While each of our paths was different, when we look back on how we ended up working in higher education, we realize that we didn’t get here alone. In our corner we had a teacher, a mentor or a coach believing in us, instructing us and motivating us along the way. Bill Walsh, former coach for the San Francisco 49ers, is known for saying “The four most powerful words are: I believe in you” (Alaimo, 2018, para. 17). Sometimes that makes all the difference.

The word “coach” has been around for nearly 200 years. Although most of us associate the term with sports, it actually originated in academia in 1830 when Oxford University used “coach” as slang for their tutors who “carried students through an exam” (Wiktionary, n.d., para. 1).

Today, you can find a coach for every aspect of life (sports teams, personal fitness, financial choices, etc.) and no matter what, their role remains unchanged: They help set direction, they motivate toward set goals, they give feedback when mistakes are made, they encourage when things get frustrating and they challenge when monotony sets in. Our role in working with students is to help carry them through. Here are some tips for coaching your students to success.

Instruct them toward success

In my many years on the basketball court and in the classroom, I’ve learned how similar my role is. In both areas, I instruct, motivate and encourage students toward learning objectives. At times, athletes on the court or students in the classroom get off track and lose sight of the goal. They might need clarification or further direction on a play or an assignment. Our role is to continue to lead them down the learning path, instruct them in the content and provide the means for meeting a learning objective.

Build understanding through practice

As a coach, I know the importance of practice. On the court, we drill many times each day so they can execute plays when it’s game time. Practicing plays from a playbook consistently over time leads to increased understanding and mastery. Our classroom practice is similar. Students that consistently practice content throughout the course will retain information at a higher level and be able to apply that knowledge on assessments.

Keep them engaged in the game

It’s easy to keep our star players or star students engaged. They are the ones who are in the middle of the game, deep in discussion or asking clarifying questions. Other athletes on the bench or students on the fringe can often feel disconnected with the content or isolated from others as they struggle to navigate coursework. Encouraging discussion, keeping tabs on those who miss assignments or ensuring initial understanding can go a long way to build student confidence and keep them engaged.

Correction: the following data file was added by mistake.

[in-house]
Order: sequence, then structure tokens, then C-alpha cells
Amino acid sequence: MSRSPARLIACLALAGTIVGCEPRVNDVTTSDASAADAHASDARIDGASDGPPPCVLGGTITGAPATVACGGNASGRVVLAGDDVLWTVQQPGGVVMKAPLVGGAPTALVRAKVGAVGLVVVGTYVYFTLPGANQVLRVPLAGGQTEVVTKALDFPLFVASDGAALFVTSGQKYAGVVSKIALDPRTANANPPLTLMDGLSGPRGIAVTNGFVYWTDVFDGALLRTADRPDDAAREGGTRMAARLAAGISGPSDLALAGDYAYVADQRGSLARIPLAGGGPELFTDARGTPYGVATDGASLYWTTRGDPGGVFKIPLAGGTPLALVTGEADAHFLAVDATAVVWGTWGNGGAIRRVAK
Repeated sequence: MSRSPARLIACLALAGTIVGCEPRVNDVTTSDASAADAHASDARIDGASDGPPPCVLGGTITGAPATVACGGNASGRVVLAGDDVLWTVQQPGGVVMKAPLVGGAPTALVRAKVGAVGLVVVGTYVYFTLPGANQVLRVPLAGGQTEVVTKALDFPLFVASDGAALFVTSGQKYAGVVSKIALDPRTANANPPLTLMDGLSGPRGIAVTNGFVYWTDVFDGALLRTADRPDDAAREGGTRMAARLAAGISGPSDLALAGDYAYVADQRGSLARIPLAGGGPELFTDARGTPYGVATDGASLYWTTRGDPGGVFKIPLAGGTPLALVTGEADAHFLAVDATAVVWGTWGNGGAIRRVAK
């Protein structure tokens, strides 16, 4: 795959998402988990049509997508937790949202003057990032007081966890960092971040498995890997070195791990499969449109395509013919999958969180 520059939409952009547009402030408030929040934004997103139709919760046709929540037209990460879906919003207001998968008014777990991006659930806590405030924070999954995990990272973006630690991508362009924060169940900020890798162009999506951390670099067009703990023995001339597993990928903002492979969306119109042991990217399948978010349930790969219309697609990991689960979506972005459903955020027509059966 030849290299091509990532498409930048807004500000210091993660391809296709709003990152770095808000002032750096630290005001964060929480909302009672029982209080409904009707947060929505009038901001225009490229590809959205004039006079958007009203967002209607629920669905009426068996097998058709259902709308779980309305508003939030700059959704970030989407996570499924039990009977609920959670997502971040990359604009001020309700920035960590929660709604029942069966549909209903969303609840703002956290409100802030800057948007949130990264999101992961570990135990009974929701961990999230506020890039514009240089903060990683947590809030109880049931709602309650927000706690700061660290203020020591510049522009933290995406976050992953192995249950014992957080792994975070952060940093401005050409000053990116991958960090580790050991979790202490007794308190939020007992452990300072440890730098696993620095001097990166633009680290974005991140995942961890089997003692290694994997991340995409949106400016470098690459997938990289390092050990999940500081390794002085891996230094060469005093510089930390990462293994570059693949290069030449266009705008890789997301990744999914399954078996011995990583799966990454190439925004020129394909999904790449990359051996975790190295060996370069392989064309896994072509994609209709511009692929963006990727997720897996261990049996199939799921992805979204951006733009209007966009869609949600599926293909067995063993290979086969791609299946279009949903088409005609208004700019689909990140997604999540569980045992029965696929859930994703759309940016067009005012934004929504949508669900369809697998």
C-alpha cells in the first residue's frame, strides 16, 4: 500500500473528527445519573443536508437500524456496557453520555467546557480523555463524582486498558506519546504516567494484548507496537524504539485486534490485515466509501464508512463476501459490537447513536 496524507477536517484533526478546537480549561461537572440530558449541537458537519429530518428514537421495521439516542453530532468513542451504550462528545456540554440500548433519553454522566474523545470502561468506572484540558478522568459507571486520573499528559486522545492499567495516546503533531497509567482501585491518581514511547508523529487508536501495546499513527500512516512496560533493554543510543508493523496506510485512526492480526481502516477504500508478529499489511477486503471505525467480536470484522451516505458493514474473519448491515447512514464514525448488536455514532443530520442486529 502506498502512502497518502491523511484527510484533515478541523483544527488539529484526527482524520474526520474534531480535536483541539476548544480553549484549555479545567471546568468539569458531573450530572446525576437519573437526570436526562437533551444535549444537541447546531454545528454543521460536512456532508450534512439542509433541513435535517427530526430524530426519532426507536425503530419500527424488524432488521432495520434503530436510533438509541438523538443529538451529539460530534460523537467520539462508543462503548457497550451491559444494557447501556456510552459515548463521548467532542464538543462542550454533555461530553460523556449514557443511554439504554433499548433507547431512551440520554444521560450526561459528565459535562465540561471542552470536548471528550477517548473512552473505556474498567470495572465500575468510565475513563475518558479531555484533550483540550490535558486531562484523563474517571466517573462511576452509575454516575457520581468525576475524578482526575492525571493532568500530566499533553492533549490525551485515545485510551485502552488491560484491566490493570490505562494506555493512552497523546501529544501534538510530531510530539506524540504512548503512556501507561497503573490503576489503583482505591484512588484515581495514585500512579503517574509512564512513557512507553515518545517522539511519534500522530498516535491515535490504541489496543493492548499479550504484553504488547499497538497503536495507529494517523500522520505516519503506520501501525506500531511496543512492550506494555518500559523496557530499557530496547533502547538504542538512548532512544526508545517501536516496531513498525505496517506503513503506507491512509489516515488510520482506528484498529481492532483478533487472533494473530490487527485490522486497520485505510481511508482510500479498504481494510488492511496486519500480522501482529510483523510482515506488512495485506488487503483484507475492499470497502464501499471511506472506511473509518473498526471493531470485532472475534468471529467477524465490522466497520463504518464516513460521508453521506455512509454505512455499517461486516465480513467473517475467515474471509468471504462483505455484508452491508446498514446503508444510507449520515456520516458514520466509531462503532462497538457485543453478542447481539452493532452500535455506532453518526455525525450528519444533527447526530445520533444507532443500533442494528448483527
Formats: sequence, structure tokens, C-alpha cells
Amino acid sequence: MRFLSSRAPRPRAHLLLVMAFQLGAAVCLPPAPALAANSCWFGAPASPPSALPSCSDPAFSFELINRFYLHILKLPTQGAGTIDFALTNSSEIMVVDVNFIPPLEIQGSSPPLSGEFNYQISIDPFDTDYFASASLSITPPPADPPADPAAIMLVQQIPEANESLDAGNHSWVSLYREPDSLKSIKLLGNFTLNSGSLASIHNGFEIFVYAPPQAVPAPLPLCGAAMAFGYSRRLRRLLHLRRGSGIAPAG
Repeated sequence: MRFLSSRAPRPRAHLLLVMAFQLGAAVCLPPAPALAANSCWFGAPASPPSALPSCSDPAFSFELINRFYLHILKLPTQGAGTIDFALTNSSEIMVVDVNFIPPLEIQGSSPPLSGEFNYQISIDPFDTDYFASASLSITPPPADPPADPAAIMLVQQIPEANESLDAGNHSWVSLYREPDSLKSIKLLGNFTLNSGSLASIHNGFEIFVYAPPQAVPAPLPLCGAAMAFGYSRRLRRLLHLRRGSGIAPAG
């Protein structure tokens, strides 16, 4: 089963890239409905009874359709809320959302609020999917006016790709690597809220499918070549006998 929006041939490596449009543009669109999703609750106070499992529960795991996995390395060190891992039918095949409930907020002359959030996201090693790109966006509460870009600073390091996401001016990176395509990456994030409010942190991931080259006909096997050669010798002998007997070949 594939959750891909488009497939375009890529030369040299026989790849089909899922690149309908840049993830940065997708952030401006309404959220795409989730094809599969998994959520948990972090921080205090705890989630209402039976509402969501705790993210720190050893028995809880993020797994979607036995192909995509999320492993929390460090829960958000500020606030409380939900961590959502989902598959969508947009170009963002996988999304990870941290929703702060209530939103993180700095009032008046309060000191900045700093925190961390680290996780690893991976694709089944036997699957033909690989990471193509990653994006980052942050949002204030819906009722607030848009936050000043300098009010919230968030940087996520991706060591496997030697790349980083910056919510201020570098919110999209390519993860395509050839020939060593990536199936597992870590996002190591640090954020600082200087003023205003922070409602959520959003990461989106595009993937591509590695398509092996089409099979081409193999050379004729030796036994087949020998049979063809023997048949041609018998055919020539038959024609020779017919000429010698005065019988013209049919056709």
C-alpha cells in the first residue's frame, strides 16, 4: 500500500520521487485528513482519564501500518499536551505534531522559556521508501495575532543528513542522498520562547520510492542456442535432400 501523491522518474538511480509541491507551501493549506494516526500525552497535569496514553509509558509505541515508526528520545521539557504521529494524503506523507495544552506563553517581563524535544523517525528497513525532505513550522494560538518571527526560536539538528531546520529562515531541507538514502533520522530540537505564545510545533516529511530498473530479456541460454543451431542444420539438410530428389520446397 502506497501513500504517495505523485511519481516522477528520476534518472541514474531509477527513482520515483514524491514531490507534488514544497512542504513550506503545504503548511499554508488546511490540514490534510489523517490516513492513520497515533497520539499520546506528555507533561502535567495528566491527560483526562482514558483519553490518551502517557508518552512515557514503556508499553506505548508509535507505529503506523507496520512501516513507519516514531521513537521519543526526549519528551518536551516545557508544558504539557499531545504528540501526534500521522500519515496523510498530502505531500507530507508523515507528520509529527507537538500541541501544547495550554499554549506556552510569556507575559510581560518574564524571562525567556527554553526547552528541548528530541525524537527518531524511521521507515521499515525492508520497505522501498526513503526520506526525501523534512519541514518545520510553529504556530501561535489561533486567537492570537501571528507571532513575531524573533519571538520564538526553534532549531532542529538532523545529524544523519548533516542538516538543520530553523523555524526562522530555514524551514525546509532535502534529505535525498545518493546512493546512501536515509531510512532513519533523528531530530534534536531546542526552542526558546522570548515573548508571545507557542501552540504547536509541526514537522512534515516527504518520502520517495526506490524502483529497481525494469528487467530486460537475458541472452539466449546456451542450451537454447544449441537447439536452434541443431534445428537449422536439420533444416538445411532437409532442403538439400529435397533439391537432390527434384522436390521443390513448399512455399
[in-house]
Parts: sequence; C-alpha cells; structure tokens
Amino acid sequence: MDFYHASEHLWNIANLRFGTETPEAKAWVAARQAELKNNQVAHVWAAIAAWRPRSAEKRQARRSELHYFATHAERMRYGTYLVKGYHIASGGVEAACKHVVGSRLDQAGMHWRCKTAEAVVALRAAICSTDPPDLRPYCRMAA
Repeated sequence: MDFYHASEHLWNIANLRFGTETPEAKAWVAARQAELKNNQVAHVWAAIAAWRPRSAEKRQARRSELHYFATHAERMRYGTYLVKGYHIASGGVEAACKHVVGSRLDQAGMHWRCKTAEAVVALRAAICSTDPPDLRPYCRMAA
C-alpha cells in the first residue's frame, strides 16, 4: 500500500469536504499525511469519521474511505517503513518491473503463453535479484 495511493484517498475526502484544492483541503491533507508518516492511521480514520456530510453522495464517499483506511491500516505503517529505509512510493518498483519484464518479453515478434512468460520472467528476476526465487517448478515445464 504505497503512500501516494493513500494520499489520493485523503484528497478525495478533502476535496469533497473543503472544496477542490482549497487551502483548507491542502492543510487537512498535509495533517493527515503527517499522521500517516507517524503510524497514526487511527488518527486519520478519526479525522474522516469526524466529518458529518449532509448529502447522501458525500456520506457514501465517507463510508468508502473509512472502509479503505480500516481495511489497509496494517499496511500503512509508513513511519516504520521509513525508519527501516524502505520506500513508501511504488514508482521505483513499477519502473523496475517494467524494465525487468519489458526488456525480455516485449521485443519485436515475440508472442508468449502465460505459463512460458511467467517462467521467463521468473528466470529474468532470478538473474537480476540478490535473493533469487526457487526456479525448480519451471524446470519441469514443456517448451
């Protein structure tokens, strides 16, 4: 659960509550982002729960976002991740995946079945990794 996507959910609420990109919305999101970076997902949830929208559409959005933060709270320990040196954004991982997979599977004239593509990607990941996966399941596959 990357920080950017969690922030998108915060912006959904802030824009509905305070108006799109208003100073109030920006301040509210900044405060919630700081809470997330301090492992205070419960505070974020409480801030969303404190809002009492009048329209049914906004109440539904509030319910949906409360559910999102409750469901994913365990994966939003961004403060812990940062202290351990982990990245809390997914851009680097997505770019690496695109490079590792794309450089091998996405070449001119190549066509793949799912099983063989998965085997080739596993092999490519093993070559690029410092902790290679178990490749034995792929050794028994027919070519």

Understand life happens

While some might remember their coach on the sidelines barking orders in a hooded sweatshirt, successful coaches spend less time “on x’s and o’s and more time learning about people” according to Mike Krzyzewski, head basketball coach at Duke University (Kline, 2011, para. 51). While we can’t know every battle that our students face, we can understand that life happens. Whether it’s illness, military deployment, family struggles or financial problems, knowing that life happens and providing some caring flexibility can lead a student to success.

At UAF eCampus, we use these strategies to respond to students’ lives and we work to keep students engaged. Recently we launched our eCoaching program where our Success Coaches help new students transition into college, help current students stay focused, and assist graduating seniors with career advising. eCampus Success Coaches are positioned to guide students through every level of college until they’ve reached success. Once they’ve mastered the playbook, they can move on to coaching their own teams. If we can assist your students in any way, consider referring them to us: https://ecampus.uaf.edu/ecoaching/.

References

Alaimo, T. (2018, October 21). 16 quotes from Bill Walsh that every leader should read. Retrieved December 2, 2019, from Medium website: https://medium.com/swlh/16-quotes-from-bill-walsh-that-every-leader-should-read-97dece697571

Kline, M. (2011, March 11). Mike Krzyzewski’s 20 best quotes from his time as Duke’s coach. Retrieved December 2, 2019, from https://bleacherreport.com/articles/623308-mike-krzyzewskis-20-best-quotes-from-his-time-as-dukes-coach#slide0

Wiktionary. (n.d.). Coach. Retrieved December 2, 2019, from https://en.wiktionary.org/wiki/coach#Etymology

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Tim Stickel has been a coach, teammate and teacher for over 30 years. Whether he’s in the office, in the classroom or on the court, he enjoys “teachable moments” that lead to personal victory. He currently oversees online student services for UAF eCampus and teaches for the School of Management.

Tim Stickel

Student Services Manager at UAF eCampus, stick@alaska.edu